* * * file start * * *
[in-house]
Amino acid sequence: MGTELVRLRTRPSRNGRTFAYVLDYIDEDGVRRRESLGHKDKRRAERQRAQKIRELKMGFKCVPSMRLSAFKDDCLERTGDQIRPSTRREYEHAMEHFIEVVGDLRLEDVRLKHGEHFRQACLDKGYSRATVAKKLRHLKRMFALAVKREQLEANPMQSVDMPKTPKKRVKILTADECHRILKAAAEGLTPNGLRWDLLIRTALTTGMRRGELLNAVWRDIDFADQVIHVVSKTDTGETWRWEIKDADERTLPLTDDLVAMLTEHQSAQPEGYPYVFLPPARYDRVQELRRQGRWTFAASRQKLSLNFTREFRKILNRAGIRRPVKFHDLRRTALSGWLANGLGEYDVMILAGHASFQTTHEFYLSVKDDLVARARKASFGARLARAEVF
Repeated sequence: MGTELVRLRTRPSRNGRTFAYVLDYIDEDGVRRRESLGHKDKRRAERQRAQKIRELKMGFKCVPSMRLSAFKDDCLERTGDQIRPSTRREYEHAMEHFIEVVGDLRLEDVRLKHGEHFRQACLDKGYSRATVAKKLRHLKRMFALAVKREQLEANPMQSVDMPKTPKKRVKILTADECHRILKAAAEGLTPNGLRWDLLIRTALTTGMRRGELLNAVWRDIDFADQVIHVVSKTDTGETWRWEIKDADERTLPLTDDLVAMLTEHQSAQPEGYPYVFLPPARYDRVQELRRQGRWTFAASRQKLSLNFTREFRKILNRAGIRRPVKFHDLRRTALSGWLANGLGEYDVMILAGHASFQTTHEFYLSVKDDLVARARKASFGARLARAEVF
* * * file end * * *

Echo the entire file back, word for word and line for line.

[in-house]
Amino acid sequence: MGTELVRLRTRPSRNGRTFAYVLDYIDEDGVRRRESLGHKDKRRAERQRAQKIRELKMGFKCVPSMRLSAFKDDCLERTGDQIRPSTRREYEHAMEHFIEVVGDLRLEDVRLKHGEHFRQACLDKGYSRATVAKKLRHLKRMFALAVKREQLEANPMQSVDMPKTPKKRVKILTADECHRILKAAAEGLTPNGLRWDLLIRTALTTGMRRGELLNAVWRDIDFADQVIHVVSKTDTGETWRWEIKDADERTLPLTDDLVAMLTEHQSAQPEGYPYVFLPPARYDRVQELRRQGRWTFAASRQKLSLNFTREFRKILNRAGIRRPVKFHDLRRTALSGWLANGLGEYDVMILAGHASFQTTHEFYLSVKDDLVARARKASFGARLARAEVF
Repeated sequence: MGTELVRLRTRPSRNGRTFAYVLDYIDEDGVRRRESLGHKDKRRAERQRAQKIRELKMGFKCVPSMRLSAFKDDCLERTGDQIRPSTRREYEHAMEHFIEVVGDLRLEDVRLKHGEHFRQACLDKGYSRATVAKKLRHLKRMFALAVKREQLEANPMQSVDMPKTPKKRVKILTADECHRILKAAAEGLTPNGLRWDLLIRTALTTGMRRGELLNAVWRDIDFADQVIHVVSKTDTGETWRWEIKDADERTLPLTDDLVAMLTEHQSAQPEGYPYVFLPPARYDRVQELRRQGRWTFAASRQKLSLNFTREFRKILNRAGIRRPVKFHDLRRTALSGWLANGLGEYDVMILAGHASFQTTHEFYLSVKDDLVARARKASFGARLARAEVF